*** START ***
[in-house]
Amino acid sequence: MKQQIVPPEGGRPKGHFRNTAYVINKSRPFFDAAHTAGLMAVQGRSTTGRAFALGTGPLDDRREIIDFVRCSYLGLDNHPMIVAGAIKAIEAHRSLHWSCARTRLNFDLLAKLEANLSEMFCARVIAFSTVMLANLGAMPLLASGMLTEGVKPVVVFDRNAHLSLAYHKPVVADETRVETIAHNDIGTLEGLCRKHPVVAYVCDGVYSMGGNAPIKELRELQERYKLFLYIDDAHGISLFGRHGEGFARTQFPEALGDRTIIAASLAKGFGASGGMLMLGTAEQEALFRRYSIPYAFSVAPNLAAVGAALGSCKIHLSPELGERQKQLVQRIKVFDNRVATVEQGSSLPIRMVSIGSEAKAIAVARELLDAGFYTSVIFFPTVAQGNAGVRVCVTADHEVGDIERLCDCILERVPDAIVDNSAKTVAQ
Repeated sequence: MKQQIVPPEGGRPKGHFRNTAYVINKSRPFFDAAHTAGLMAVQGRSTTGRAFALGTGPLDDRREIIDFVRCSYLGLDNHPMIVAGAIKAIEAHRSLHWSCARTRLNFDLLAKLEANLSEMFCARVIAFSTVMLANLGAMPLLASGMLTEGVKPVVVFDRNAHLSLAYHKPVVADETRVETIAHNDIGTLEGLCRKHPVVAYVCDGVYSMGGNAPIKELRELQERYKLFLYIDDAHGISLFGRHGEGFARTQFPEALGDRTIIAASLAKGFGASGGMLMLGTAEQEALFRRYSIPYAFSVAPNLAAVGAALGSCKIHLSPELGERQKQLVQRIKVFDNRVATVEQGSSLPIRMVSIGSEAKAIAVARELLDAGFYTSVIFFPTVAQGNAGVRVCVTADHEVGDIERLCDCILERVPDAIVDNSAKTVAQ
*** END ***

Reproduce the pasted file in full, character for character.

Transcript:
[in-house]
Amino acid sequence: MKQQIVPPEGGRPKGHFRNTAYVINKSRPFFDAAHTAGLMAVQGRSTTGRAFALGTGPLDDRREIIDFVRCSYLGLDNHPMIVAGAIKAIEAHRSLHWSCARTRLNFDLLAKLEANLSEMFCARVIAFSTVMLANLGAMPLLASGMLTEGVKPVVVFDRNAHLSLAYHKPVVADETRVETIAHNDIGTLEGLCRKHPVVAYVCDGVYSMGGNAPIKELRELQERYKLFLYIDDAHGISLFGRHGEGFARTQFPEALGDRTIIAASLAKGFGASGGMLMLGTAEQEALFRRYSIPYAFSVAPNLAAVGAALGSCKIHLSPELGERQKQLVQRIKVFDNRVATVEQGSSLPIRMVSIGSEAKAIAVARELLDAGFYTSVIFFPTVAQGNAGVRVCVTADHEVGDIERLCDCILERVPDAIVDNSAKTVAQ
Repeated sequence: MKQQIVPPEGGRPKGHFRNTAYVINKSRPFFDAAHTAGLMAVQGRSTTGRAFALGTGPLDDRREIIDFVRCSYLGLDNHPMIVAGAIKAIEAHRSLHWSCARTRLNFDLLAKLEANLSEMFCARVIAFSTVMLANLGAMPLLASGMLTEGVKPVVVFDRNAHLSLAYHKPVVADETRVETIAHNDIGTLEGLCRKHPVVAYVCDGVYSMGGNAPIKELRELQERYKLFLYIDDAHGISLFGRHGEGFARTQFPEALGDRTIIAASLAKGFGASGGMLMLGTAEQEALFRRYSIPYAFSVAPNLAAVGAALGSCKIHLSPELGERQKQLVQRIKVFDNRVATVEQGSSLPIRMVSIGSEAKAIAVARELLDAGFYTSVIFFPTVAQGNAGVRVCVTADHEVGDIERLCDCILERVPDAIVDNSAKTVAQ